will more than double, from 176 to         agement.9 Furthermore, monitoring of            ing a person-centered approach to dia-
      370 million people by 2030.1 Diabetes      psychological health may improve                betes care. Panel members were from
      is already the single most costly health   patient-reported outcomes as part of            Denmark, France, Germany, India,
      care problem in Westernized coun-          ongoing diabetes care.10                        Japan, the Netherlands, the United
      tries. Among those diagnosed with the          In terms of the structure and               Kingdom, and the United States.
      disease, at least half still do not        processes of care, effective communi-           National activities are developed by
      achieve satisfactory glycemic control,     cation between patients and                     multidisciplinary national expert
      despite the availability of effective      providers has been suggested to be              groups drawing on relevant best prac-
      treatments.2 As a consequence, mil-        important for optimal treatment out-            tices for putting DAWN into action.
      lions of people with diabetes are at       comes.11,12 For instance, application              The goal of DAWN is to improve
      elevated risk of suffering needlessly      of motivational interviewing tech-              outcomes of diabetes care by increas-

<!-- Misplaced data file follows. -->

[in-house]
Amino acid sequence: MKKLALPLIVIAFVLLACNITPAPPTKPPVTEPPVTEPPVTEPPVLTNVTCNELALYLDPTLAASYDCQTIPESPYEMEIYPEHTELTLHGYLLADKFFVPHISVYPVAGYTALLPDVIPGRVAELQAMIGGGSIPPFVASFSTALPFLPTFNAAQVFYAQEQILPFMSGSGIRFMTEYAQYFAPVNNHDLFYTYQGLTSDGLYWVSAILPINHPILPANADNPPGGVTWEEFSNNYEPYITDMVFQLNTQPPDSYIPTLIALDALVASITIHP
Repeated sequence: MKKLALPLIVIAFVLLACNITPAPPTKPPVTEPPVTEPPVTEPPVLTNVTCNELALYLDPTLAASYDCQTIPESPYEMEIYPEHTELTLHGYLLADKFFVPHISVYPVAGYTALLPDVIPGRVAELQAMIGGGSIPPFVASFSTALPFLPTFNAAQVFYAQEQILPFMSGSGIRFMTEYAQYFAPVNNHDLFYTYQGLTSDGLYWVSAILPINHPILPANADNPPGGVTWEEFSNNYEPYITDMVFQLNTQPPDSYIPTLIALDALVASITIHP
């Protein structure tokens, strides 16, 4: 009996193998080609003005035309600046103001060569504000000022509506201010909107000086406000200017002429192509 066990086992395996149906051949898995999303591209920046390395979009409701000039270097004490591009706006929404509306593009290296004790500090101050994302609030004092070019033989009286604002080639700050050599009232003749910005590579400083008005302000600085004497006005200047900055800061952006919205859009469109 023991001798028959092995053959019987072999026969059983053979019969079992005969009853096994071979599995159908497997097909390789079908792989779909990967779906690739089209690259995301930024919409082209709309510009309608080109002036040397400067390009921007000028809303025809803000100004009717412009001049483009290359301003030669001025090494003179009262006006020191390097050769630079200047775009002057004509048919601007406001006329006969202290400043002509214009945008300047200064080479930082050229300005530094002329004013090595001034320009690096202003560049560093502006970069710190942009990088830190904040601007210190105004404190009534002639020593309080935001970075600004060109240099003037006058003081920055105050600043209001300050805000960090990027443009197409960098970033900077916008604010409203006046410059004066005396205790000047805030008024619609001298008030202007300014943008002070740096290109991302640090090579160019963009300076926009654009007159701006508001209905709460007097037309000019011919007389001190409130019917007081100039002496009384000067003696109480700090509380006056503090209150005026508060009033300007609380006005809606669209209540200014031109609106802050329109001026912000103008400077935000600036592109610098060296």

from serious complications of the dis-     niques has been shown to improve                ing the focus on the person behind the
      ease. With the growing number of           the success rate of behavior change             disease, especially the psychosocial
      people with diabetes, there is an          consultations.13                                and behavioral barriers to effective
      urgent need to find better ways of             Access to a coordinated interdisci-         diabetes management. DAWN was
      curbing the human and economic bur-        plinary diabetes care team to offer             initiated by an international study
      den of this chronic progressive dis-       appropriate care, whether the need is           designed to identify a broad set of
      ease, through prevention, detection,       self-management education, medical              attitudes, wishes, and needs among
      and treatment. A review of the litera-     advice, or psychosocial support, has            diabetes patients and care providers
      ture suggests several important areas      been identified as an important factor          (physicians and nurses) in order to lay
      that have the potential to address         for improving treatment outcomes in             a foundation for national and interna-
      these problems.                            diabetes.14,15                                  tional efforts to improve diabetes
          Suboptimal diabetes self-manage-           Delayed initiation of medication            care.18 The DAWN study examined
      ment has been identified by several        therapies to prevent long-term com-             several factors related to quality of
                                                 Diabetes Spectrum   Volume 18, Number 3, 2005
Lifestyle and Behavior

diabetes care: levels of diabetes self-     sites, as opposed to rural and subur-           taking, glucose testing, and appoint-
management and psychological dis-           ban sites. Physicians had a longer              ment keeping was low. Fewer than
tress among people with diabetes,           average duration of practice (15.9              one in five people with diabetes